Featured Books


Monkey with a loaded typewriter; Mostly true essays
By Gerard McLean
This collection of essays stems from posts Rufus crafted as he explored what it meant to be doggedly human in a digital world–was there room for either man or beast in this fast-paced mlange of dynamic engagement? We’ll let you be the judge. The only certainty in this material is that there was one entity channeling another: whether the vessel was Gerard McLean or Rufus, will we ever know? Furthermore, does it really matter?

The short essays make for a great “carry-everywhere” book where you only have a short time to read and need to complete that story in a single read… like the bathroom, jury duty, waiting on a friend, waiting for a flight or riding the subway. Reading the print version also tells people “I am smart, I read books, I’m not self-absorbed.”

But you can also buy a copy for your kindle.



Stranded on the Road to Promise: A Remembrance
By Saxon Henry
This is the story of a young woman finding her footing as a writer while simultaneously navigating the South Dakota and Alaskan reservations, two states in which she finds herself and others “Stranded on the Road to Promise.”



Dear Hillary: 100 Letters about health care to Hillary Clinton
By Gerard McLean
On July 28, 2016, Hillary Clinton stood on a stage in Philadelphia to accept the nomination as the Democratic Party nominee for President of the United States of America. In her acceptance speech, she said that she would work for Universal Care.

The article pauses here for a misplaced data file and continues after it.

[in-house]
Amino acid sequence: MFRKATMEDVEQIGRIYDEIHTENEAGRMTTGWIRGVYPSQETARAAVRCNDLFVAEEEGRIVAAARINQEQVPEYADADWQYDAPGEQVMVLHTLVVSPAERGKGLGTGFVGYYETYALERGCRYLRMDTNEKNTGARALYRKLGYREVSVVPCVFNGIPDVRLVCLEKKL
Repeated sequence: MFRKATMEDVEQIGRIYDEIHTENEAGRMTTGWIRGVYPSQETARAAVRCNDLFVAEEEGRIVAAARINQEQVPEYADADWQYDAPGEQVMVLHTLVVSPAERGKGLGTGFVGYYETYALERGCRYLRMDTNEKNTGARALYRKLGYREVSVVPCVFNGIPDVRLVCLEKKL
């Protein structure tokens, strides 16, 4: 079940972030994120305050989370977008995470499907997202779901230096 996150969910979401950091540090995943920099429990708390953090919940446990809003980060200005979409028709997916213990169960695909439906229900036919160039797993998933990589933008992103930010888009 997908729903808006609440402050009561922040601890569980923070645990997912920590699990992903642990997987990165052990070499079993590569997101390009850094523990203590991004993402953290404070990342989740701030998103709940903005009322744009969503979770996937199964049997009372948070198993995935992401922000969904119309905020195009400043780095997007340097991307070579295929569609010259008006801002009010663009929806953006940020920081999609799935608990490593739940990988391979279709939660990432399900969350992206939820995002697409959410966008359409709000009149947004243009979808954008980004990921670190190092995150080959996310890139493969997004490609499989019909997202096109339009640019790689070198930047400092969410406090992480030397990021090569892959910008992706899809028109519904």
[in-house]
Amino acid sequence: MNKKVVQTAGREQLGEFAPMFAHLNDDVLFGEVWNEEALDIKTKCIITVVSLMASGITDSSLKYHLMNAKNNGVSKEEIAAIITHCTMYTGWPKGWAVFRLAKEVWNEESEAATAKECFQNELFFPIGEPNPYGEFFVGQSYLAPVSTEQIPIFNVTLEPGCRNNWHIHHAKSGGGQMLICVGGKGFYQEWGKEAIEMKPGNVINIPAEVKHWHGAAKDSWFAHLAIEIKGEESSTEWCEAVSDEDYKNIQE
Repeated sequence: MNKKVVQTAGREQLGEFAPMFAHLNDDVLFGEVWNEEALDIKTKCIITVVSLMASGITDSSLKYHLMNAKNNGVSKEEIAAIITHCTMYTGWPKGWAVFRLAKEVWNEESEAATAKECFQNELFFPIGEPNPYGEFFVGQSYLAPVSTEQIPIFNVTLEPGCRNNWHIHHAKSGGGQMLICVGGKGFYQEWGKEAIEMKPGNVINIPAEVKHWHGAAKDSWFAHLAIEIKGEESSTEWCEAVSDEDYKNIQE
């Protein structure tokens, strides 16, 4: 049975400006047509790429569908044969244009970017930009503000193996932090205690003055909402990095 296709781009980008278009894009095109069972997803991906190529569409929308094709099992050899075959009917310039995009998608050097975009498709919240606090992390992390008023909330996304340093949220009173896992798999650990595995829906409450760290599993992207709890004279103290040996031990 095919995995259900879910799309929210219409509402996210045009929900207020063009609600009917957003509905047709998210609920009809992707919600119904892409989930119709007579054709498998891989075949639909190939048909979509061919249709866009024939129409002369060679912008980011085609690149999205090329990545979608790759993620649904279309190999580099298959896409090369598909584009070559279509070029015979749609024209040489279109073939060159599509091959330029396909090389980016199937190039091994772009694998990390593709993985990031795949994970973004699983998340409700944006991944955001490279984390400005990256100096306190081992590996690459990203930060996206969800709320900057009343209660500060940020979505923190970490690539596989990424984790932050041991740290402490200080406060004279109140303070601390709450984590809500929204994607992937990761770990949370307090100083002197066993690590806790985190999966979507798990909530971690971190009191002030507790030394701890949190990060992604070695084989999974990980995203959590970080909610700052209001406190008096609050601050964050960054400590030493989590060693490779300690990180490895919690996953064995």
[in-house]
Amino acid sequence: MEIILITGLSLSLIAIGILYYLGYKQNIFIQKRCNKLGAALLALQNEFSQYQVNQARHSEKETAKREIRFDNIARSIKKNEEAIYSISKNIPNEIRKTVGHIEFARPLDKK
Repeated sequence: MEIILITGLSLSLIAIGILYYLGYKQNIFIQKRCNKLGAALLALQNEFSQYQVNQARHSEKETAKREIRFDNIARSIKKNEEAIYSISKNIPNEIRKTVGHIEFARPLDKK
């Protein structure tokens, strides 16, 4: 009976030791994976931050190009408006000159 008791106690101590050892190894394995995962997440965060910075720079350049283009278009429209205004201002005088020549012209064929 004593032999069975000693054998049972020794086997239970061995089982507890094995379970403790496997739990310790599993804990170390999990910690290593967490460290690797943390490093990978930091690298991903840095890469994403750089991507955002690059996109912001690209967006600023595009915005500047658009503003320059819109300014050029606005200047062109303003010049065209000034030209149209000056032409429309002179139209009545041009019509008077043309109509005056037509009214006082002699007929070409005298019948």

MSNBC reported then that there were 100 days between the nomination and the election.

These 100 letters are a reminder of what that promise meant.



Anywhere But Here
By Saxon Henry
To publish a book of poems has been a dream softly burning within Saxon Henry for several decades, one that Anywhere But Here realizes. Many of these poems took root during studies under Tom Absher at Vermont College and the late William Packard at NYU, both of whom served as examples of lives lived in authentic inward exploration. This book is a result of their encouragement toward that way of living, which offers both difficulty and solace in equal measure.



The Game Through Glass: Playing your youth sports tournament on social media
By Gerard McLean
The comprehensive social media guide for sports tournaments will get you up and running from simple score updating on Twitter to a full-blown live-casting and integrated advertising campaign.

A website today is not the sum total of everything your tournament event is online. This is a very different way of looking at websites from even a few years ago.

Your website needs to give the who, what, where, when and why and be the authoritative voice for the event. For a youth sports tournament your website needs to be more operational and less an engagement destination.
The engagement needs to live on the outposts, with the website simply validating the authenticity of the content. The outposts — Facebook, Twitter, Instagram, Periscope and Snapchat — are where your guest teams live now, wanting your event to meld into the rest of their lives, not the other way around.

Updated for the 2017 tournament season.